Little Waldingfield History Society was delighted to welcome Dave Steward to the Parish Room where, on a relatively calm and surprisingly warm winter evening in mid December, 35 members & visitors came to hear about Hampton Court Palace, from its humble medieval beginnings to the “grace and favour” period and then onto when it was opened to the public in 1838 by Queen Victoria.
Dave began his talking picture show with the astonishing fact that Hampton Court comprises some 1,300 rooms based around a number of large courts or very grand courtyards. There are also 60 acres of gardens that run down to the Thames and feature fountains, displays of over 200,000 flowering bulbs, along with 750 acres of royal parkland, originally for hunting.
Dave then briefly ran through the history of the palace, telling us that Wolsey was a man on a mission who soon became cardinal and Lord Chancellor of England; perhaps more significantly he was also a close friend of Henry VIII, serving as his chief minister for over a decade. Through many photos, Dave showed us that Wolsey built a vast palace complex, transforming a great private house into a superb bishop's palace, adding sumptuous private chambers for his own use and three suites for the new royal family - one each for Henry VIII, Katherine of Aragon and daughter Mary - with a grand processional route leading from these apartments to an imposing double-height chapel.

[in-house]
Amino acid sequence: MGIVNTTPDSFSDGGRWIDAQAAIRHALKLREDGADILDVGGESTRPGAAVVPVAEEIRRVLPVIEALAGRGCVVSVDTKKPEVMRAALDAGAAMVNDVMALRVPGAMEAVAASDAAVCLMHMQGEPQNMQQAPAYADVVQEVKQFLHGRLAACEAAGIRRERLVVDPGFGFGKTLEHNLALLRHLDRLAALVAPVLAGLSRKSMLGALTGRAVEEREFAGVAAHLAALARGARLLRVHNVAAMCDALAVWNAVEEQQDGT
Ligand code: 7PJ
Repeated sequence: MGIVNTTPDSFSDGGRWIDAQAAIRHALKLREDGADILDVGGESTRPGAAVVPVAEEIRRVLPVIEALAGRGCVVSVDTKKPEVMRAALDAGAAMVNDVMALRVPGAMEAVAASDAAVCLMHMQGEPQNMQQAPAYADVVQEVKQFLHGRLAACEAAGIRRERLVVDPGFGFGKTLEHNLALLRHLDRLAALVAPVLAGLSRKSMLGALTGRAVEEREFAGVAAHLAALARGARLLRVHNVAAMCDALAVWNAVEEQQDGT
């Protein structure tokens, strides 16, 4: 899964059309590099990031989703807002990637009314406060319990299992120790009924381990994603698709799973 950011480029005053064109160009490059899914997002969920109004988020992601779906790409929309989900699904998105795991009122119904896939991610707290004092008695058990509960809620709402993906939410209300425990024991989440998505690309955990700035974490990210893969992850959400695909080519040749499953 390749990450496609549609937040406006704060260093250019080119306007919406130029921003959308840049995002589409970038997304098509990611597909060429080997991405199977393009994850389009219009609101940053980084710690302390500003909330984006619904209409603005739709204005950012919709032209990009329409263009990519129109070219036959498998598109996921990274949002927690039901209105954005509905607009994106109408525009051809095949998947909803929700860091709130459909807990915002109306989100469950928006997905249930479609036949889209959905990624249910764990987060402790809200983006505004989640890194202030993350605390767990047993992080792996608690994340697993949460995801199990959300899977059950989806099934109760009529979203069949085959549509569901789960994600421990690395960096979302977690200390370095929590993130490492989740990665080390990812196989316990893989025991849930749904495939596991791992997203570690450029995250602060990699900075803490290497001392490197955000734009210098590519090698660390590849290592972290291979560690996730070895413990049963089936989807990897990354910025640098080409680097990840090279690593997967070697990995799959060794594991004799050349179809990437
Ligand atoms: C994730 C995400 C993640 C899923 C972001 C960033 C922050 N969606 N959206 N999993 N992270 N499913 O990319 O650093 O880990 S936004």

By the late 1520s, as we all remembered, Henry was desperate to divorce wife Katherine, who had failed to provide a male heir despite many pregnancies; she turned 40 in 1525 and the object of Henry's desire was now the much younger Anne Boleyn. Despite years of political manoeuvring, Katherine refused to comply with Henry's wishes, the Pope didn't grant a divorce and consequently Wolsey lost Hampton Court to Henry in 1528.
Dave then told us that when Henry died in 1547, he owned more than 60 houses, though none were more important to him, nor more sumptuously decorated than Hampton Court. When Henry had finished building works at Hampton Court around 1540, the palace was one of the most modern, sophisticated and magnificent in England, with tennis courts, bowling alleys, recreation gardens, a huge hunting park, kitchens covering 36,000 square feet, a fine chapel, a vast communal dining room (the Great Hall) and a multiple garderobe or loo, known as the Great House of Easement, which could sit 28 people at a time!